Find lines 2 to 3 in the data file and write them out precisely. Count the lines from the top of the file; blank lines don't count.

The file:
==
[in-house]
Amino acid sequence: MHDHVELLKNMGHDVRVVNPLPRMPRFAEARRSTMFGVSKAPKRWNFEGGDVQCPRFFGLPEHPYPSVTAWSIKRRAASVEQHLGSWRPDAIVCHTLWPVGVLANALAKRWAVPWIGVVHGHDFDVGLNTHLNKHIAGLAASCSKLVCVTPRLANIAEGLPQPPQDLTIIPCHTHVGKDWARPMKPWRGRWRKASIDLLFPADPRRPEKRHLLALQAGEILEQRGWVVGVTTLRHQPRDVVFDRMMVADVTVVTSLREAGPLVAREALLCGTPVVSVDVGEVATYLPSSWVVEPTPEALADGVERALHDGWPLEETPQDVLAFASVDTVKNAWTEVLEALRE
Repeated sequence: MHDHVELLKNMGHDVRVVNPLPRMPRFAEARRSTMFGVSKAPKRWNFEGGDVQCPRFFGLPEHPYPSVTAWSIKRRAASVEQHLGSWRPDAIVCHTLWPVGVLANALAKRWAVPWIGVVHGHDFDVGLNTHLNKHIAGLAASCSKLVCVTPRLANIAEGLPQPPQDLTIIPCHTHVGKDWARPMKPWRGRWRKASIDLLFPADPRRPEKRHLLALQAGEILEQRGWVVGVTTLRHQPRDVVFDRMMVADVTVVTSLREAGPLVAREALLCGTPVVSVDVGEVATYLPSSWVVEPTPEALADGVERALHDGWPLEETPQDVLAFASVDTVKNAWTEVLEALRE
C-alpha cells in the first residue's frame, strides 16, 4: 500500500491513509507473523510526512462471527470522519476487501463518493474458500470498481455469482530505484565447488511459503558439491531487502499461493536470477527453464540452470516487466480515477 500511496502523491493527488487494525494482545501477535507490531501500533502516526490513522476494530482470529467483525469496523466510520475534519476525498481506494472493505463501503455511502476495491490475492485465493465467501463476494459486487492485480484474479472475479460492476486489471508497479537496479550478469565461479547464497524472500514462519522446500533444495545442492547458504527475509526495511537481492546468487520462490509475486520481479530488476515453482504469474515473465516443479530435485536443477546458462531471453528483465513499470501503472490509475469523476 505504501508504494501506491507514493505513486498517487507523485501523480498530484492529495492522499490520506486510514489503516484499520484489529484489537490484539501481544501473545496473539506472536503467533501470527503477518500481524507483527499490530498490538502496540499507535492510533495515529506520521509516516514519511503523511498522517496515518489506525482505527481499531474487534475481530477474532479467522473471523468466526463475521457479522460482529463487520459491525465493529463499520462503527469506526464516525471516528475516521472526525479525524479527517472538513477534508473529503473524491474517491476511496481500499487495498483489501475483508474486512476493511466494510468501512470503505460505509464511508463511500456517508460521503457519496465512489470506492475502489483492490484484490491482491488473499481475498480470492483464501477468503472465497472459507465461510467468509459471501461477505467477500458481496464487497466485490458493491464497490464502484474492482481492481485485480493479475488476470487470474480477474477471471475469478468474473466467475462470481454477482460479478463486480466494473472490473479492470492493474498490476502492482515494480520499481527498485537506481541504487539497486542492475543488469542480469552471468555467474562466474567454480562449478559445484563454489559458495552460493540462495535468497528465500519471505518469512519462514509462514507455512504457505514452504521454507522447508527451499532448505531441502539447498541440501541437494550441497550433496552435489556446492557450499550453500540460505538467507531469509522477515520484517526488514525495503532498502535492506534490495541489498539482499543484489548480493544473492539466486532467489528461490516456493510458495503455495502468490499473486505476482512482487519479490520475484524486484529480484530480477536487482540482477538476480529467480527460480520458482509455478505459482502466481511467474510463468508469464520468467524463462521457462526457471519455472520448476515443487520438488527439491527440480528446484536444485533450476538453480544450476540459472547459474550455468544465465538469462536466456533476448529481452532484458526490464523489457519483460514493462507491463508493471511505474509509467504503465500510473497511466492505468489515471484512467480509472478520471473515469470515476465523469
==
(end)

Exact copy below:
Amino acid sequence: MHDHVELLKNMGHDVRVVNPLPRMPRFAEARRSTMFGVSKAPKRWNFEGGDVQCPRFFGLPEHPYPSVTAWSIKRRAASVEQHLGSWRPDAIVCHTLWPVGVLANALAKRWAVPWIGVVHGHDFDVGLNTHLNKHIAGLAASCSKLVCVTPRLANIAEGLPQPPQDLTIIPCHTHVGKDWARPMKPWRGRWRKASIDLLFPADPRRPEKRHLLALQAGEILEQRGWVVGVTTLRHQPRDVVFDRMMVADVTVVTSLREAGPLVAREALLCGTPVVSVDVGEVATYLPSSWVVEPTPEALADGVERALHDGWPLEETPQDVLAFASVDTVKNAWTEVLEALRE
Repeated sequence: MHDHVELLKNMGHDVRVVNPLPRMPRFAEARRSTMFGVSKAPKRWNFEGGDVQCPRFFGLPEHPYPSVTAWSIKRRAASVEQHLGSWRPDAIVCHTLWPVGVLANALAKRWAVPWIGVVHGHDFDVGLNTHLNKHIAGLAASCSKLVCVTPRLANIAEGLPQPPQDLTIIPCHTHVGKDWARPMKPWRGRWRKASIDLLFPADPRRPEKRHLLALQAGEILEQRGWVVGVTTLRHQPRDVVFDRMMVADVTVVTSLREAGPLVAREALLCGTPVVSVDVGEVATYLPSSWVVEPTPEALADGVERALHDGWPLEETPQDVLAFASVDTVKNAWTEVLEALRE